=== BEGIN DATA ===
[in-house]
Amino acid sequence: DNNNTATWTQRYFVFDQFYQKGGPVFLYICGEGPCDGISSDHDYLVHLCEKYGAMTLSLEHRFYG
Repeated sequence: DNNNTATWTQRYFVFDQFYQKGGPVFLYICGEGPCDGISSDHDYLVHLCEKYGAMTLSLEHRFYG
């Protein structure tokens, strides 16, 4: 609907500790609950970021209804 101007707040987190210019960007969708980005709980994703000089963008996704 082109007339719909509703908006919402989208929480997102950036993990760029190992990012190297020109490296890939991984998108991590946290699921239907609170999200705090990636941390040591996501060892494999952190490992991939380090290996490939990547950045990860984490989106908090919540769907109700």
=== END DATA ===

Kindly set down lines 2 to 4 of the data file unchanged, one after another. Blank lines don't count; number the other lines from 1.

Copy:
Amino acid sequence: DNNNTATWTQRYFVFDQFYQKGGPVFLYICGEGPCDGISSDHDYLVHLCEKYGAMTLSLEHRFYG
Repeated sequence: DNNNTATWTQRYFVFDQFYQKGGPVFLYICGEGPCDGISSDHDYLVHLCEKYGAMTLSLEHRFYG
């Protein structure tokens, strides 16, 4: 609907500790609950970021209804 101007707040987190210019960007969708980005709980994703000089963008996704 082109007339719909509703908006919402989208929480997102950036993990760029190992990012190297020109490296890939991984998108991590946290699921239907609170999200705090990636941390040591996501060892494999952190490992991939380090290996490939990547950045990860984490989106908090919540769907109700």